Vol. 17 No. 1 1950 - page 19

times during our progress through the book when we suspected that this
was an overstatement. Daisy Ashford is hardly more naive.... None of
Fitzgerald's characters ever puts his hands down for a second. There is
too much footwork and too much feinting for anything solid and sub–
stantial being accomplished. You can't expect to have blood drawn in any
such exhibition as that.
" ... for some days [after this attack]," Fitzgerald remembered, "I
was notably poor company." Nonetheless he tried to meet Broun's
onslaught by inviting him to lunch and, as he himself put it later, "in
a kindly way [telling] him that it was too bad he had let his life slide
away without accomplishing anything. He had just turned thirty.... "
Broun's response to this well-meant advice was to print complete an
interview Fitzgerald presently gave in which he told how he had
become a great writer, and to remark at the end of it: "Having
heard Mr. Fitzgerald, we are not entirely minded to abandon our
notion that he is a rather complacent, somewhat pretentious and al–
together self-conscious young man." Fitzgerald was not consoled by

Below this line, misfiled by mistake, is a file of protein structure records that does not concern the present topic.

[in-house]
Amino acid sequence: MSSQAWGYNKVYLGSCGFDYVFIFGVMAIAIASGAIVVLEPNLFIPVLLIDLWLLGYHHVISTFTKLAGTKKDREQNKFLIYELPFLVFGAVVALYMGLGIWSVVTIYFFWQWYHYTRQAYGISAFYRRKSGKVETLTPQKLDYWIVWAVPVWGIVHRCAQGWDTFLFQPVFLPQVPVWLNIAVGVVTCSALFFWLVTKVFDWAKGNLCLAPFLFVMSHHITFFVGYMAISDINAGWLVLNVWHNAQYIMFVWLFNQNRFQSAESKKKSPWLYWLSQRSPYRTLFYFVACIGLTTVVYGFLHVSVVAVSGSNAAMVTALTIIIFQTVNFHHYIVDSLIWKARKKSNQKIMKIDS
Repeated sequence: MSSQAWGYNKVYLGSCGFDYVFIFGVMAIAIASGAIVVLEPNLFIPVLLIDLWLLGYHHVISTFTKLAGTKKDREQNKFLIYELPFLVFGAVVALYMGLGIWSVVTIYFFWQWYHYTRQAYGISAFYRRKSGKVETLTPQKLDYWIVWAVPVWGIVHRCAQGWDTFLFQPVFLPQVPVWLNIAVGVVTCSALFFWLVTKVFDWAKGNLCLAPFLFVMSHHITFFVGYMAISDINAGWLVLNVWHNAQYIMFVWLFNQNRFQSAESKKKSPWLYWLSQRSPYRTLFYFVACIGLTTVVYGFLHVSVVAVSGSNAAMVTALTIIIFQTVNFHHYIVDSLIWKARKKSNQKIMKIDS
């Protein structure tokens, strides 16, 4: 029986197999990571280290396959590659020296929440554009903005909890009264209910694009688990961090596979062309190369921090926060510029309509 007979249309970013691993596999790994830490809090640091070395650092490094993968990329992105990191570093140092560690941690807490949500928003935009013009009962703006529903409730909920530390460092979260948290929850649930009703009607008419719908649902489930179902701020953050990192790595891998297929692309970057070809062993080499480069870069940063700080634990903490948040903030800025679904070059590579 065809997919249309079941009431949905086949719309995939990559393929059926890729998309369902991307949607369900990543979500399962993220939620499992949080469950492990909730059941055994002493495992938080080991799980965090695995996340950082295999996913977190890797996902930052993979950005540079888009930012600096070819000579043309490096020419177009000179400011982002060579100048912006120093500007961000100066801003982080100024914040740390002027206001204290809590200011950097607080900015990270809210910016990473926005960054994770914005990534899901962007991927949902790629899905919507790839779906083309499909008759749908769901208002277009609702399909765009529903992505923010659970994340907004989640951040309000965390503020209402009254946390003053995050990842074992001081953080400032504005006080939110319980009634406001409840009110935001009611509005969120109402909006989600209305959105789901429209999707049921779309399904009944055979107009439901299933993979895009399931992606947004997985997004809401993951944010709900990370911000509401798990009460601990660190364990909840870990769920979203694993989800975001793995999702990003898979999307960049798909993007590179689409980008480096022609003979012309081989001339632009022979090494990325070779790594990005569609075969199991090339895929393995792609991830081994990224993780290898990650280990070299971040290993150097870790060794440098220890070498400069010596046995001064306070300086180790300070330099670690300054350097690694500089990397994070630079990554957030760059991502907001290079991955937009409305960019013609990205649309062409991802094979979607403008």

Perkins' tactful suggestion that "we consider all this sort of thing as
advantageous." The boy who, full of dreams of the glories of prep–
school life and of his own heroic role in it, had quickly made a bad
name for himself at St. Paul Academy and at Newman had reap–
peared. So amused were Bishop and Wilson at this sudden excess of
greatness that they sent Fitzgerald a list of items for a "Proposed ex–
hibit of Fitzgeraldiania for Chas. Scribner's Sons." It included "Three
double malted milks from Joe's [a popular undergraduate eating place
in Princeton] ... Overseas cap never worn overseas ... 1 bottle of
Oleaqua [a much-publicized hair tonic sold by Jack
shop in Princeton] ... Entire Fitzgerald library consisting of seven
books, one of them a
and two made up of press clippings ...
First yellow silk shirt worn by Fitzgerald at the begining of his great
success ... Mirror."
In May he and Zelda decided to achieve peace and to collect
their souls in the country; to this end they began to investigate West–
chester County and near-by Connecticut. Of course they needed a
car, and "a man sold them"-the phrase is eloquent of what hap–
pened-"a fine but collapsible Marmon." Zelda did not improve it
when she "drove it over a fire-plug and completely de-intestined it."
"About once every five years," as Fitzgerald said, "some of the man-
1...,9,10,11,12,13,14,15,16,17,18 20,21,22,23,24,25,26,27,28,29,...100
Powered by FlippingBook